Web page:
SAQQARA, Egypt - A pair of 4,300-year-old pharaonic tombs discovered at Saqqara indicate that the sprawling necropolis south of Cairo is even larger than previously thought, Egypt's top archaeologist said yesterday.
The rock-cut tombs were built for high-level officials - one responsible for the quarries used to build the nearby pyramids, and another a woman in charge of procuring entertainers for the pharaohs.
The top archaeologist, Zahi Hawass, said the discovery indicates there is even more to the vast necropolis of Saqqara, 12 miles south of Cairo. The newly discovered tombs are the beginning of a large cemetery, he said.
Past excavations have focused on just one side of the two nearby pyramids - the Step Pyramid of King Djoser and that of Unas, the last king of the Fifth Dynasty. The area where the two tombs were found, to the southwest, has been largely untouched.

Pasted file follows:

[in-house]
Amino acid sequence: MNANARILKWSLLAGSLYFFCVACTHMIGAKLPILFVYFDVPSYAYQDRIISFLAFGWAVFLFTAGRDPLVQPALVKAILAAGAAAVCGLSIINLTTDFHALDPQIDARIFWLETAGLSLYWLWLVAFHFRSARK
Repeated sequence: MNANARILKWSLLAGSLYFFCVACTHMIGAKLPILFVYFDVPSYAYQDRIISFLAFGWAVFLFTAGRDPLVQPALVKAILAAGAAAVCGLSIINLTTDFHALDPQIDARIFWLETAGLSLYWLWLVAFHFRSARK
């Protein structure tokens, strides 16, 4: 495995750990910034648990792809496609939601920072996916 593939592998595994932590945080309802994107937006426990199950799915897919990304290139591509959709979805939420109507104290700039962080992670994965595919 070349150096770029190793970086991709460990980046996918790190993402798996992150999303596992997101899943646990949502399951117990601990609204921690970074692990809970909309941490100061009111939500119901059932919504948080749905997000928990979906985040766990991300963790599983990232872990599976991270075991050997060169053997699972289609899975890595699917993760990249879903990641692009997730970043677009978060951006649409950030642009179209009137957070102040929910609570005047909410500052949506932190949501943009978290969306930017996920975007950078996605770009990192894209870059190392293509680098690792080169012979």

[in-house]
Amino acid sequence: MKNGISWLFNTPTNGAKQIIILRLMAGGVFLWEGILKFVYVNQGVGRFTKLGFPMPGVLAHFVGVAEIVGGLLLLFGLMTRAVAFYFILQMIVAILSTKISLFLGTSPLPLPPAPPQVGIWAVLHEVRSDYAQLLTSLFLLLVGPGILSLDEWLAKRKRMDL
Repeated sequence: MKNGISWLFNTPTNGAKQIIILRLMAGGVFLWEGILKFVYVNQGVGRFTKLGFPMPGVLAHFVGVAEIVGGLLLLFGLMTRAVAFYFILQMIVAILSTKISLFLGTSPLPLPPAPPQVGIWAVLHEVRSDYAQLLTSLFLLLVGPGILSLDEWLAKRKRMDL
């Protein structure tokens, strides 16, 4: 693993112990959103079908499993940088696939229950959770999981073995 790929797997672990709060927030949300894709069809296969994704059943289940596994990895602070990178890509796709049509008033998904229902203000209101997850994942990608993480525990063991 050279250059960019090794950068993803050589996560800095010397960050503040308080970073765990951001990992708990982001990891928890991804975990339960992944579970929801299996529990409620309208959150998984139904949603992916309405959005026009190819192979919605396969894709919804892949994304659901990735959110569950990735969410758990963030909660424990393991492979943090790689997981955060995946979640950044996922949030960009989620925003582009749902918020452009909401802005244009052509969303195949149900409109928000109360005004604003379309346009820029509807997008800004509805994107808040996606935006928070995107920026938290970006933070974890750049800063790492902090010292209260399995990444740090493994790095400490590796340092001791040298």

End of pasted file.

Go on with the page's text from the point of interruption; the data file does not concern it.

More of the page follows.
Further finds should shed light on the Fifth and Sixth Dynasties of the Old Kingdom, which ruled more than 4,000 years ago, said Hawass, who heads Egypt's Supreme Council of Antiquities and earned his doctorate in archaeology from the University of Pennsylvania.
One of the tombs, about a yard wide and 2.75 yards long, has a description above the entrance about Yaamat, the man for whom it was built. The second tomb is twice the size and includes inscriptions and an image of a seated woman.
Aidan Dodson, a research fellow at the University of Bristol's Department of Archaeology and Anthropology in England, who was not involved in the dig, said that while the tombs themselves aren't especially significant, the possibility of a much larger cemetery is.
"It shows that the blank areas of the maps of Saqqara aren't really empty at all," he said. "It's just that archaeologists haven't got around to digging them."
Excavations have been going on at Saqqara for about 150 years, uncovering a vast necropolis of pyramids, tombs and funerary complexes mostly from the Old Kingdom, but also including sites as recent as the Roman era.